Yippy, Inc. announced on June 26, 2013 that it had acquired Gigablast and Web Research Properties.
You may remember Gigablast from early presentations at WebSearch University and from mentions in Greg Notess’ columns in ONLINE (now Online Searcher). It was a good alternative to Google at one time, but fell off the radar as its database aged and remained rather small. Gigablast was pretty much a one-man show and that man, Matt Wells, did a splendid job. But today’s world of very large companies (Google and Microsoft) dominating the search space, it’s touch to compete.
Yippy intends to integrate Gigablast’s and Web Research Properties’ technology with that of MuseGlobal, a company it acquired in June 2012. No mention of Clusty, a product it acquired from Vivisimo in May 2010 before Vivisimo was sole to IBM.
Although I find the name Yippy a bit strange, rhyming as it does with both hippie and skippy, it’s becoming a technology company to keep an eye on.
Massive Open Online Courses (MOOCs) are gathering lots of attention. Steve Arnold’s cover story (Gadzooks, It’s MOOCs) in the January/February 2013 issue of Online Searcher talked about some of the underlying open source technology, but most of what I read about MOOCs is more on the philosophical/logistics side of things. There’s a good blog post by Steve Dale explaining MOOCs for the information professional. There’s also been discussions in multiple places about where libraries and librarians fit into the MOOC mix. Although the word “free” is not in the MOOC acronym, the “open” piece of it implies free. A criticism from students talking MOOCs is that required readings are not necessarily either open or free. That may be changing.
Coursera decided to experiment with offering free textbooks from Cengage Learning, Macmillan Higher Education, Oxford University Press, SAGE, and Wiley. These publishers, via a partnership with Chegg, will offer versions of their e-textbooks to Coursera students, but only while they are taking the class. Students will have the “opportunity” (that’s the phrasing from the publishers) to purchase the full versions of the textbooks (e or otherwise, I’d assume) if they want to continue their learning experience after the class is over.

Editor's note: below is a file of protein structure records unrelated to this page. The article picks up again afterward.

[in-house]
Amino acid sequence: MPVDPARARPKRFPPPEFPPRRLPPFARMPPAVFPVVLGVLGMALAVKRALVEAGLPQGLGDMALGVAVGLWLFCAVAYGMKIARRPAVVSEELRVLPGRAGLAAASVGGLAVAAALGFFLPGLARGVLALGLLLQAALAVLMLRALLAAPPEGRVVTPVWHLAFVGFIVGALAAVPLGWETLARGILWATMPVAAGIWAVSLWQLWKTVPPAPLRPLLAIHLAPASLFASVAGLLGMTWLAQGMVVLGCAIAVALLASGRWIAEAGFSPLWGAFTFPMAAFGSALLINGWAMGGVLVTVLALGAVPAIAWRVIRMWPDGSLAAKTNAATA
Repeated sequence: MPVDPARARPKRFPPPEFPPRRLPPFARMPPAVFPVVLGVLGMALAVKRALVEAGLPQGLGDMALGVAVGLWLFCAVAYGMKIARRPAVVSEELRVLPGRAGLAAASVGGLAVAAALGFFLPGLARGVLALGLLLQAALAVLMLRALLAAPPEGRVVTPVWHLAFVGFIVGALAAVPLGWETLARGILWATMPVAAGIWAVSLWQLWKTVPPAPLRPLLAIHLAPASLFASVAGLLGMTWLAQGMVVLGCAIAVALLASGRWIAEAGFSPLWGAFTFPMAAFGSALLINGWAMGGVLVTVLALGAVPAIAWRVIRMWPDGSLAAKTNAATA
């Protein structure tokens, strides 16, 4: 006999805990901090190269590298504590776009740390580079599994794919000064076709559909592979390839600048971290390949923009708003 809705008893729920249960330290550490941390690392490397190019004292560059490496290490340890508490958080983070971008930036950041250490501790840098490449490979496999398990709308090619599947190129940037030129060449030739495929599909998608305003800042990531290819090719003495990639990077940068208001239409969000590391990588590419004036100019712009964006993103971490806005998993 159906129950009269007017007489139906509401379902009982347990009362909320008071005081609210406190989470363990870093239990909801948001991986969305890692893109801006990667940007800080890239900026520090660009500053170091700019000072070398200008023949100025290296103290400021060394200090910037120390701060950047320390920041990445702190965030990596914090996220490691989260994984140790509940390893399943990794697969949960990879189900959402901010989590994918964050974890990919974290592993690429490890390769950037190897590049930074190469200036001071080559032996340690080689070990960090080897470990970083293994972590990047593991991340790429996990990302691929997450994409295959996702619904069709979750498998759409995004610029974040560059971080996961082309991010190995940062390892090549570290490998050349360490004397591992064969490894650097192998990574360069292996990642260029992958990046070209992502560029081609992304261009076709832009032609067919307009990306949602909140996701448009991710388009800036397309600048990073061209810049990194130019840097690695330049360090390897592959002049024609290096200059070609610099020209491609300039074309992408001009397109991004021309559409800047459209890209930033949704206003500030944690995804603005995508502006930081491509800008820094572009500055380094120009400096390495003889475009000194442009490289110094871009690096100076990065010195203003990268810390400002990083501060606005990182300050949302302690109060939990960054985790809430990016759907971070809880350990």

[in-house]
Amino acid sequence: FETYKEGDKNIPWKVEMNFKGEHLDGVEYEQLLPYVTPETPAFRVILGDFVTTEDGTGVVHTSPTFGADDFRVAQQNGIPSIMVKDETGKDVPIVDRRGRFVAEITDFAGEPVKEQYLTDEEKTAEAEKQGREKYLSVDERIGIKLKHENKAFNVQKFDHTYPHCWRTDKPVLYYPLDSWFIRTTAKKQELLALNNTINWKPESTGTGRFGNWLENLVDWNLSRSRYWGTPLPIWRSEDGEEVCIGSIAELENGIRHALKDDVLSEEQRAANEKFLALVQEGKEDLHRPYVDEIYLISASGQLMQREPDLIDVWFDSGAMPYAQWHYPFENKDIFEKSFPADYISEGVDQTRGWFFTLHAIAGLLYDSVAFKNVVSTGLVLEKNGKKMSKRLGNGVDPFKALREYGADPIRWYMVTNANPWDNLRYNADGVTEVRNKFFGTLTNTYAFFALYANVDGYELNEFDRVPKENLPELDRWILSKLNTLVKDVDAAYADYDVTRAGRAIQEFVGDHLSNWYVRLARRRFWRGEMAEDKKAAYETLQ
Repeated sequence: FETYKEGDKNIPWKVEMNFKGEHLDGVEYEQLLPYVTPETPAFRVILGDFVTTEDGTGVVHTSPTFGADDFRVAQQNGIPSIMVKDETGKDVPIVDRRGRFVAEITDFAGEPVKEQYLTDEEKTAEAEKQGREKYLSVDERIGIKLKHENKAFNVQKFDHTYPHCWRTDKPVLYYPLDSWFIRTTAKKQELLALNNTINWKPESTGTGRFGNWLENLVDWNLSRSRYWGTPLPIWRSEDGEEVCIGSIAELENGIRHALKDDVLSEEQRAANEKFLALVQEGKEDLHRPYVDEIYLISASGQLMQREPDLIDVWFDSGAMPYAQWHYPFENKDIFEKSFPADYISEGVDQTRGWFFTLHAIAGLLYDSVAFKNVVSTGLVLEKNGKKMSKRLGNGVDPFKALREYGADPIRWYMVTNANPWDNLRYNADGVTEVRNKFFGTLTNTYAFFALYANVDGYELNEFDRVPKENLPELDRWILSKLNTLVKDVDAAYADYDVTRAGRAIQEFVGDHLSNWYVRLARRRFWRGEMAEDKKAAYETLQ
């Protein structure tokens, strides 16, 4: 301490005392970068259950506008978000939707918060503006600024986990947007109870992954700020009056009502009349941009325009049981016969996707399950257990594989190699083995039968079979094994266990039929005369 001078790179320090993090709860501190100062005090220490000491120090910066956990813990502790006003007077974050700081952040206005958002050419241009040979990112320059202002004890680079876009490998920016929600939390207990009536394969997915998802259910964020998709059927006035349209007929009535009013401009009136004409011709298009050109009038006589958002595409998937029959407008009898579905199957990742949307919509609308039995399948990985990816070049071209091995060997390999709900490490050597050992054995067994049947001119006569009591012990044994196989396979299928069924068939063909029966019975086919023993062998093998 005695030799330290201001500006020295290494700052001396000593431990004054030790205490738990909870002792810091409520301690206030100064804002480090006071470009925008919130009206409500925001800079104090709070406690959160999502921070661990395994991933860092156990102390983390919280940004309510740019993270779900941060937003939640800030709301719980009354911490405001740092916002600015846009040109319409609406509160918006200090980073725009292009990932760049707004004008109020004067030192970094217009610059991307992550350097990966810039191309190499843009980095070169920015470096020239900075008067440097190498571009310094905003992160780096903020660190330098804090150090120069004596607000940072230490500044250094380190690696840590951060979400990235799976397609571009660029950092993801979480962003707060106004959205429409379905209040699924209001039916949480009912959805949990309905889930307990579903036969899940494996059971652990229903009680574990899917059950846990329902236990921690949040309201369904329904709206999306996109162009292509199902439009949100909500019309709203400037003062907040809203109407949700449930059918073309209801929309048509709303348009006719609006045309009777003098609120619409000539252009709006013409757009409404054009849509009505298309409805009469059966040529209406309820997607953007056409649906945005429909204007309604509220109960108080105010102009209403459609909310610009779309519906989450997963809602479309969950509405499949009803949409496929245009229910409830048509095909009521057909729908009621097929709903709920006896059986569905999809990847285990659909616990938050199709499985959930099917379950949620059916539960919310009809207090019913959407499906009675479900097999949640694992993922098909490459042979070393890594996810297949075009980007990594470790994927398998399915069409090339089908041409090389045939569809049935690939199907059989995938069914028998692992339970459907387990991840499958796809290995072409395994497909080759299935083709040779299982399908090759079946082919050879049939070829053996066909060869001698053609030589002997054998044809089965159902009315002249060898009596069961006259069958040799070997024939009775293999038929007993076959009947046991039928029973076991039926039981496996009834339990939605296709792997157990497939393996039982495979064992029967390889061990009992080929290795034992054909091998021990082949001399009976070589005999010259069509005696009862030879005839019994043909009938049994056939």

And how do librarians fit into the MOOCs environment? For one thing, they should be happy that the students aren’t bombarding them with requests to add the e-textbooks to library collections (not that they probably would). More importantly, as pointed out in a recent article in the Minnesota Daily, librarians are helping faculty produce the courses. From the article:
University librarian Nancy Sims and other team members have shifted job responsibilities to support MOOCs. Some on the team have devoted most of their time to working on the online courses since the University agreed to do them in February, she said.
“Sometimes people think of the library of just being buildings with books in them, but I think this has shown that this is not what we are,” she said. “The way the library folks have been able to just dive right in in a short time frame has shown a very high level of amazing talent.”
This involvement by the library team enhances their visibility and professionalism with university faculty, something that’s always a plus.